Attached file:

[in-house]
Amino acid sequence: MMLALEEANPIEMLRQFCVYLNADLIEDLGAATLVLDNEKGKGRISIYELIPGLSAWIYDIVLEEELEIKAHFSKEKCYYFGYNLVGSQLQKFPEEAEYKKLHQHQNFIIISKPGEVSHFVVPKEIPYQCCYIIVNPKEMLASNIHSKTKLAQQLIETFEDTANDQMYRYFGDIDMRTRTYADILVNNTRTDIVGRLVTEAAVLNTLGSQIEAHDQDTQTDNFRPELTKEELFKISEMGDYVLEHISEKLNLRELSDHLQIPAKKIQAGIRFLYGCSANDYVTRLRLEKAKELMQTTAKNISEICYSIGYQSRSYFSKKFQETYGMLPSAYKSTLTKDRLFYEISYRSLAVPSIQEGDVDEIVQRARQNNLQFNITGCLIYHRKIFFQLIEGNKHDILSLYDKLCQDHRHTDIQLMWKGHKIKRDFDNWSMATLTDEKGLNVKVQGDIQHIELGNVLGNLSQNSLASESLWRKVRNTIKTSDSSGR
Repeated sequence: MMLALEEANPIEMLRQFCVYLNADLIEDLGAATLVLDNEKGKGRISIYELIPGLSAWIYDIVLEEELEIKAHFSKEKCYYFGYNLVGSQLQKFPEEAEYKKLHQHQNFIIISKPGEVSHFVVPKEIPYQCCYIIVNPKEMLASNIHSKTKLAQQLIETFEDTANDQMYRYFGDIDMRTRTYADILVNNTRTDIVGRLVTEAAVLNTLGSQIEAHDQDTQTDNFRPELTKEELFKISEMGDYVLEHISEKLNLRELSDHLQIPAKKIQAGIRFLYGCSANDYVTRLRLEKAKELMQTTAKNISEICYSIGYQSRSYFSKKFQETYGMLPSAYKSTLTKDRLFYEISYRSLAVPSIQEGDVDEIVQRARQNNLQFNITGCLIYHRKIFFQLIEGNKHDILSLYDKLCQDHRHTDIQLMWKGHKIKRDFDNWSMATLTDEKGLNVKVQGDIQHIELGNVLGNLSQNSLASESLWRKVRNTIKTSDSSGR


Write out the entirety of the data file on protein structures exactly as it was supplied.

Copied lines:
[in-house]
Amino acid sequence: MMLALEEANPIEMLRQFCVYLNADLIEDLGAATLVLDNEKGKGRISIYELIPGLSAWIYDIVLEEELEIKAHFSKEKCYYFGYNLVGSQLQKFPEEAEYKKLHQHQNFIIISKPGEVSHFVVPKEIPYQCCYIIVNPKEMLASNIHSKTKLAQQLIETFEDTANDQMYRYFGDIDMRTRTYADILVNNTRTDIVGRLVTEAAVLNTLGSQIEAHDQDTQTDNFRPELTKEELFKISEMGDYVLEHISEKLNLRELSDHLQIPAKKIQAGIRFLYGCSANDYVTRLRLEKAKELMQTTAKNISEICYSIGYQSRSYFSKKFQETYGMLPSAYKSTLTKDRLFYEISYRSLAVPSIQEGDVDEIVQRARQNNLQFNITGCLIYHRKIFFQLIEGNKHDILSLYDKLCQDHRHTDIQLMWKGHKIKRDFDNWSMATLTDEKGLNVKVQGDIQHIELGNVLGNLSQNSLASESLWRKVRNTIKTSDSSGR
Repeated sequence: MMLALEEANPIEMLRQFCVYLNADLIEDLGAATLVLDNEKGKGRISIYELIPGLSAWIYDIVLEEELEIKAHFSKEKCYYFGYNLVGSQLQKFPEEAEYKKLHQHQNFIIISKPGEVSHFVVPKEIPYQCCYIIVNPKEMLASNIHSKTKLAQQLIETFEDTANDQMYRYFGDIDMRTRTYADILVNNTRTDIVGRLVTEAAVLNTLGSQIEAHDQDTQTDNFRPELTKEELFKISEMGDYVLEHISEKLNLRELSDHLQIPAKKIQAGIRFLYGCSANDYVTRLRLEKAKELMQTTAKNISEICYSIGYQSRSYFSKKFQETYGMLPSAYKSTLTKDRLFYEISYRSLAVPSIQEGDVDEIVQRARQNNLQFNITGCLIYHRKIFFQLIEGNKHDILSLYDKLCQDHRHTDIQLMWKGHKIKRDFDNWSMATLTDEKGLNVKVQGDIQHIELGNVLGNLSQNSLASESLWRKVRNTIKTSDSSGR